Yes, indeed. The hon. Gentleman will be delighted to know that our shadow Secretary of State for Defence has issued a statement via something called Twitter that sets out the whole thing. Rather than take up the time of the House, which is short, I shall send him across a copy, which enunciates precisely what we are doing.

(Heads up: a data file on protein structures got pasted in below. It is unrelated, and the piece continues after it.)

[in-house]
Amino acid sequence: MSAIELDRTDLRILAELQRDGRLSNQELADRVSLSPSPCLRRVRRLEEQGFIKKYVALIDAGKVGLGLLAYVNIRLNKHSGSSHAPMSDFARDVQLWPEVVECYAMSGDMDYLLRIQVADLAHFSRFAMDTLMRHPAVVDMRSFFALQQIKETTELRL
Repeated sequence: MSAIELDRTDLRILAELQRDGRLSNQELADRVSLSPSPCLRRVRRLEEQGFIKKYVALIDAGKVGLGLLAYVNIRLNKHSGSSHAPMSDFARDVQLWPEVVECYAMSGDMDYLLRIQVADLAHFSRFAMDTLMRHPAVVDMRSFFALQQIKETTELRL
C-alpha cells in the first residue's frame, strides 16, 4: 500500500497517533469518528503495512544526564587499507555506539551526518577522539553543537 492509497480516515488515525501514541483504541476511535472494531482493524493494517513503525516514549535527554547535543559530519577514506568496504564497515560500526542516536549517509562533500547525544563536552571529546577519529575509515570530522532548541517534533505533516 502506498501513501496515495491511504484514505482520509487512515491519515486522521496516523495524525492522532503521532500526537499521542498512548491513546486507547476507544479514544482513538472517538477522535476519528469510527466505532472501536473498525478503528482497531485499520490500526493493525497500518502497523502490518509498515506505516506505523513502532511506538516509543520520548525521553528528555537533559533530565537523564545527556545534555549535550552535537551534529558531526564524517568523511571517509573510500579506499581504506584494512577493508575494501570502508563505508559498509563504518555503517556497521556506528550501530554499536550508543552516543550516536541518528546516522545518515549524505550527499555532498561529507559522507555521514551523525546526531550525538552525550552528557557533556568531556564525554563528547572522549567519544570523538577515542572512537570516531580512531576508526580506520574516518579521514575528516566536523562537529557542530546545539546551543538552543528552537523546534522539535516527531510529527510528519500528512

James Heappey talked about Kabul and about a wider situation. However, what the issue comes down to, and the point I shall finish on, is that I am not precisely sure what the petitioners are asking for. They are not asking for an amnesty or for a statute of limitations, because, frankly, justice cannot be time-expired. We cannot have a situation in which a crime is a crime one day and, a few years later, is not, so I should like to know exactly what they want. If there is one thing that everybody in the Chamber agrees on, it is that this matter has been dealt with without sensitivity, subtlety or good sense. The idea of a cavalcade of police rocking up at someone’s house at 5 or 6 o’clock in the morning is indefensible. We cannot go there, so we need to be much more sensitive. If we cannot turn the clock back to investigate the cases that happened at the time, and if we are going to investigate them now, we need to be sensible. Above all, we need to remember two groups: the veterans, by all means; but also let us never forget the victims.